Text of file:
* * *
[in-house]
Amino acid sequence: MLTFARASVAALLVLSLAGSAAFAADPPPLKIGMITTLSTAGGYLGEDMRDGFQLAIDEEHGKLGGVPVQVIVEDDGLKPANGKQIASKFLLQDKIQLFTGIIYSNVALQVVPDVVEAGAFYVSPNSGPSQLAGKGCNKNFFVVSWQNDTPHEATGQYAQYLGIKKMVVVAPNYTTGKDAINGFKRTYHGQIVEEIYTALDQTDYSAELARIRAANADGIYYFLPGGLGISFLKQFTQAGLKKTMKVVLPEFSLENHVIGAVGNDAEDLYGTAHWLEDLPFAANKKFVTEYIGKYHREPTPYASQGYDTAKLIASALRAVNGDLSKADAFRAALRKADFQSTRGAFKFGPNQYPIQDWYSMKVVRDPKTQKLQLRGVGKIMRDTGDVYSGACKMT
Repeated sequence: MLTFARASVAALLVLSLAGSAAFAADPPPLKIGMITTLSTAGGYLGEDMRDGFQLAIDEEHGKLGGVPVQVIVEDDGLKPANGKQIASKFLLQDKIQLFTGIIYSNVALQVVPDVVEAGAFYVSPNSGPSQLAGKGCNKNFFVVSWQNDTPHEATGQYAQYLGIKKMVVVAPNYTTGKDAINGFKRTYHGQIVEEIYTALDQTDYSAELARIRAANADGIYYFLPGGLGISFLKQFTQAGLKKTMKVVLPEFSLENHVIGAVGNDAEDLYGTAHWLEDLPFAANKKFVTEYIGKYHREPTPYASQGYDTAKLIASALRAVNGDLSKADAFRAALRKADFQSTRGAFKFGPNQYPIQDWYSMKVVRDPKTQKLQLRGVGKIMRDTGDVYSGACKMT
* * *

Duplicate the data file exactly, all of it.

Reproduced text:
[in-house]
Amino acid sequence: MLTFARASVAALLVLSLAGSAAFAADPPPLKIGMITTLSTAGGYLGEDMRDGFQLAIDEEHGKLGGVPVQVIVEDDGLKPANGKQIASKFLLQDKIQLFTGIIYSNVALQVVPDVVEAGAFYVSPNSGPSQLAGKGCNKNFFVVSWQNDTPHEATGQYAQYLGIKKMVVVAPNYTTGKDAINGFKRTYHGQIVEEIYTALDQTDYSAELARIRAANADGIYYFLPGGLGISFLKQFTQAGLKKTMKVVLPEFSLENHVIGAVGNDAEDLYGTAHWLEDLPFAANKKFVTEYIGKYHREPTPYASQGYDTAKLIASALRAVNGDLSKADAFRAALRKADFQSTRGAFKFGPNQYPIQDWYSMKVVRDPKTQKLQLRGVGKIMRDTGDVYSGACKMT
Repeated sequence: MLTFARASVAALLVLSLAGSAAFAADPPPLKIGMITTLSTAGGYLGEDMRDGFQLAIDEEHGKLGGVPVQVIVEDDGLKPANGKQIASKFLLQDKIQLFTGIIYSNVALQVVPDVVEAGAFYVSPNSGPSQLAGKGCNKNFFVVSWQNDTPHEATGQYAQYLGIKKMVVVAPNYTTGKDAINGFKRTYHGQIVEEIYTALDQTDYSAELARIRAANADGIYYFLPGGLGISFLKQFTQAGLKKTMKVVLPEFSLENHVIGAVGNDAEDLYGTAHWLEDLPFAANKKFVTEYIGKYHREPTPYASQGYDTAKLIASALRAVNGDLSKADAFRAALRKADFQSTRGAFKFGPNQYPIQDWYSMKVVRDPKTQKLQLRGVGKIMRDTGDVYSGACKMT